"We must be proactive to protect our election officials here at home," writes guest columnist and former Commissioner of the Virginia Department of Elections Chris Piper. (Parker Michels-Boyce / For the Virginia Mercury)
By Chris Piper
Those who watched the January 6 committee’s public hearings will remember a mother and daughter who served as election officials in Georgia who were relentlessly harassed and received numerous death threats, the result of false information spread about them when they were simply doing their job.
As someone who has worked in elections for the majority of my career, and now serving in a role where I meet and talk to literally thousands of election officials each year, I can say without a doubt that election officials are not doing their job for the money and the fame. They do it because they are passionate about serving our country and how we choose our representatives. The overwhelming majority of these election officials are part-time or temporary employees. They are your friends, neighbors and family members. They are people you sit next to in church and whom you walk by in the grocery store. Whichever political party they support, they take that hat off the minute they swear the oath to uphold the integrity of the election. They are just like you and me, and they serve because they see it as their way of giving back to their community.
Election officials are not doing their job for the money and the fame. They do it because they are passionate about serving our country and how we choose our representatives.
Like those officials in Georgia, election officials around the country have been subjected to death threats and harassment, a 2021 report found. Just last year, a national survey revealed that one in five election officials intend to leave their job before the 2024 election, in part because of these threats. The threats have become so pervasive that the U.S. Department of Justice, the FBI and the Department of Homeland Security created a task force to combat the growing problem. Bipartisan organizations like the Committee for Safe and Secure Elections and initiatives such as Issue One’s Faces of Democracy campaign have emerged to help amplify the need for protecting our election officials. While these groups have done amazing work, it is a sad fact that they are needed.
It is no surprise that election officials once again ran a successful election in 2022. While the 2022 midterms were generally free of the kind of election results denial we saw in 2020, it is not the time to let down our guard. Threats against election officials continue today, and there are no signs they will let up as we get closer to the all-important presidential election of 2024. In fact, they may increase.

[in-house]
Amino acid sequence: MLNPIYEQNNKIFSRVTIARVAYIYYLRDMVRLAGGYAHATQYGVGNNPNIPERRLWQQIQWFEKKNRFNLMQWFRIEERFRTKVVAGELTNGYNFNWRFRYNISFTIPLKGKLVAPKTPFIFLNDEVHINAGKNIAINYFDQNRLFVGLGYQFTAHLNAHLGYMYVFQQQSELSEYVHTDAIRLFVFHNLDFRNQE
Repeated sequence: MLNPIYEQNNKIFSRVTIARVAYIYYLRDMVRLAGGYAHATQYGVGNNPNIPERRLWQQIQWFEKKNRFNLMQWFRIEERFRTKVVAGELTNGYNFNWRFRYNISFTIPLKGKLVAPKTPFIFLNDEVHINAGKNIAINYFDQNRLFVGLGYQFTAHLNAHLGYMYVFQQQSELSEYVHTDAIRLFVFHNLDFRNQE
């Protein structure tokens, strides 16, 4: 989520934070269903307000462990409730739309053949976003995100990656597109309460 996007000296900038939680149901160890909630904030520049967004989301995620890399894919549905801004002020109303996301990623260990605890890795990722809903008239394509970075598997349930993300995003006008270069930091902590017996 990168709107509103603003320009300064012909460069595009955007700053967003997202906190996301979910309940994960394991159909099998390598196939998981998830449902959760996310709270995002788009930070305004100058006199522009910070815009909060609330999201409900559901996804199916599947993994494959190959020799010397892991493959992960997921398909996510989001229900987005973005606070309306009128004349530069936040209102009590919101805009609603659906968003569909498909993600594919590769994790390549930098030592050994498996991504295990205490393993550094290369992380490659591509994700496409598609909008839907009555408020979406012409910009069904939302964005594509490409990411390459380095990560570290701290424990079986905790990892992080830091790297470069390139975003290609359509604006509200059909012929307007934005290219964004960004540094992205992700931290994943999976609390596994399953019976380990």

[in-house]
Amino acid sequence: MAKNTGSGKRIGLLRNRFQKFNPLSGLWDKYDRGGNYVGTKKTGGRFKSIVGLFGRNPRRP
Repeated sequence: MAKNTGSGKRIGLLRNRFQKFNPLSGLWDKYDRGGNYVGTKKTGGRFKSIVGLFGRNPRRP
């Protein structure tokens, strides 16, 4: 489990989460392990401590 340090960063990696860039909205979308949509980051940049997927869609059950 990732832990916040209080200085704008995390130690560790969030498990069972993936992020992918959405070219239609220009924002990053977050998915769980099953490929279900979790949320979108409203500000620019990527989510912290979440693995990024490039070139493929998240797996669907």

And while these threats are not yet pervasive in Virginia, we must be proactive to protect our election officials here at home. States such as Colorado passed legislation protecting their election officials, but only after they faced numerous threats.
Senate Bill 907 from Sen. Lionell Spruill, D-Chesapeake, includes many of the protections election officials have sought, such as:
- Adding election officials and any employee of an election official to the list of individuals who may provide a post office box instead of their current street address for their voter registration record. This will protect their personal information from being furnished as part of voter registration lists, which could risk that information being exposed. Virginia already provides this protection for certain individuals, including current and retired law enforcement officers, people with protective orders and current and retired judges.
- Clarifying that it is against the law to bribe, intimidate, threaten or coerce any election official or employee of an election official from carrying out any of their duties in the administering of elections, not just at polling places, but also at satellite offices or other voting locations.
Protecting our election officials is not a partisan debate. Members of both parties and the public support the safety of our election officials as they are critical to the foundation and health of our elections and, ultimately, our country. Election officials must trust that they will be protected when they sign up to serve their fellow citizens in exercising their most sacred right.
Chris Piper served as the Commissioner of the Virginia Department of Elections from 2018 through 2022 and currently serves as chief operating officer for The Elections Group.
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